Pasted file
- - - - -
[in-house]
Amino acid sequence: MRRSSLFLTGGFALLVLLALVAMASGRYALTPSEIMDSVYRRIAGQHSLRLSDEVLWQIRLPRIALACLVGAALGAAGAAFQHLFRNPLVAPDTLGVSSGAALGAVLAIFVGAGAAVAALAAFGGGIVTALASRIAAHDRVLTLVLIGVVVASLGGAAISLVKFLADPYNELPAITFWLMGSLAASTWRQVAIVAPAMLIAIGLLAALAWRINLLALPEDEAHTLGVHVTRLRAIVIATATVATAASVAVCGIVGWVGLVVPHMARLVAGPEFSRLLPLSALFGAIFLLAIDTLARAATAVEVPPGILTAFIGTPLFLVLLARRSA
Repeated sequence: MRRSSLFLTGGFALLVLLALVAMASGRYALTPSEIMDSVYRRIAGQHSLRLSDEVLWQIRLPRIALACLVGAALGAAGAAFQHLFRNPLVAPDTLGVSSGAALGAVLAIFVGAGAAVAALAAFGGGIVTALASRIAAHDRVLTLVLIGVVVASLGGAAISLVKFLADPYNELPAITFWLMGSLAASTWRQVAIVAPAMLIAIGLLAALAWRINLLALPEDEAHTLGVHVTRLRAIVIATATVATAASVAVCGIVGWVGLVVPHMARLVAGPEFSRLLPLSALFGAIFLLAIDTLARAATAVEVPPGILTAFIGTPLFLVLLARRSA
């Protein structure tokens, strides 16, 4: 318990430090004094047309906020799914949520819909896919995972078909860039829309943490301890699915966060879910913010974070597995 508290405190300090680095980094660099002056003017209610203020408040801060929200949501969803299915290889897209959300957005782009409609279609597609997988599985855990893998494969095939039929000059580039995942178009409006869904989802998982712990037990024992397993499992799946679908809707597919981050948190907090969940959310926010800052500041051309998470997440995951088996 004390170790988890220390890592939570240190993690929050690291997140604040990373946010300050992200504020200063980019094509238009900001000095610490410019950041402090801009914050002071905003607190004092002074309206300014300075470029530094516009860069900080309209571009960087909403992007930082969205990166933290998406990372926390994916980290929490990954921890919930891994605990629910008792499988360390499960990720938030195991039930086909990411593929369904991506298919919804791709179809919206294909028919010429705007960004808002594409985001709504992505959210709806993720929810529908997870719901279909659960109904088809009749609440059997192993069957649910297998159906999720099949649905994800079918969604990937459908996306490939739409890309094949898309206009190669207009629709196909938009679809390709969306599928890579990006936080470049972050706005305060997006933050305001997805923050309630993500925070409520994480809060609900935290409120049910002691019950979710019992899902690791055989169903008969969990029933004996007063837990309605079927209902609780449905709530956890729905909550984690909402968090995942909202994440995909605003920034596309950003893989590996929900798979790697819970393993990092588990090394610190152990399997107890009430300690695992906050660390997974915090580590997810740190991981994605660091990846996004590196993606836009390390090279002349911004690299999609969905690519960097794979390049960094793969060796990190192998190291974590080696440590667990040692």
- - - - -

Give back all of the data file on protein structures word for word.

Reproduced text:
[in-house]
Amino acid sequence: MRRSSLFLTGGFALLVLLALVAMASGRYALTPSEIMDSVYRRIAGQHSLRLSDEVLWQIRLPRIALACLVGAALGAAGAAFQHLFRNPLVAPDTLGVSSGAALGAVLAIFVGAGAAVAALAAFGGGIVTALASRIAAHDRVLTLVLIGVVVASLGGAAISLVKFLADPYNELPAITFWLMGSLAASTWRQVAIVAPAMLIAIGLLAALAWRINLLALPEDEAHTLGVHVTRLRAIVIATATVATAASVAVCGIVGWVGLVVPHMARLVAGPEFSRLLPLSALFGAIFLLAIDTLARAATAVEVPPGILTAFIGTPLFLVLLARRSA
Repeated sequence: MRRSSLFLTGGFALLVLLALVAMASGRYALTPSEIMDSVYRRIAGQHSLRLSDEVLWQIRLPRIALACLVGAALGAAGAAFQHLFRNPLVAPDTLGVSSGAALGAVLAIFVGAGAAVAALAAFGGGIVTALASRIAAHDRVLTLVLIGVVVASLGGAAISLVKFLADPYNELPAITFWLMGSLAASTWRQVAIVAPAMLIAIGLLAALAWRINLLALPEDEAHTLGVHVTRLRAIVIATATVATAASVAVCGIVGWVGLVVPHMARLVAGPEFSRLLPLSALFGAIFLLAIDTLARAATAVEVPPGILTAFIGTPLFLVLLARRSA
């Protein structure tokens, strides 16, 4: 318990430090004094047309906020799914949520819909896919995972078909860039829309943490301890699915966060879910913010974070597995 508290405190300090680095980094660099002056003017209610203020408040801060929200949501969803299915290889897209959300957005782009409609279609597609997988599985855990893998494969095939039929000059580039995942178009409006869904989802998982712990037990024992397993499992799946679908809707597919981050948190907090969940959310926010800052500041051309998470997440995951088996 004390170790988890220390890592939570240190993690929050690291997140604040990373946010300050992200504020200063980019094509238009900001000095610490410019950041402090801009914050002071905003607190004092002074309206300014300075470029530094516009860069900080309209571009960087909403992007930082969205990166933290998406990372926390994916980290929490990954921890919930891994605990629910008792499988360390499960990720938030195991039930086909990411593929369904991506298919919804791709179809919206294909028919010429705007960004808002594409985001709504992505959210709806993720929810529908997870719901279909659960109904088809009749609440059997192993069957649910297998159906999720099949649905994800079918969604990937459908996306490939739409890309094949898309206009190669207009629709196909938009679809390709969306599928890579990006936080470049972050706005305060997006933050305001997805923050309630993500925070409520994480809060609900935290409120049910002691019950979710019992899902690791055989169903008969969990029933004996007063837990309605079927209902609780449905709530956890729905909550984690909402968090995942909202994440995909605003920034596309950003893989590996929900798979790697819970393993990092588990090394610190152990399997107890009430300690695992906050660390997974915090580590997810740190991981994605660091990846996004590196993606836009390390090279002349911004690299999609969905690519960097794979390049960094793969060796990190192998190291974590080696440590667990040692």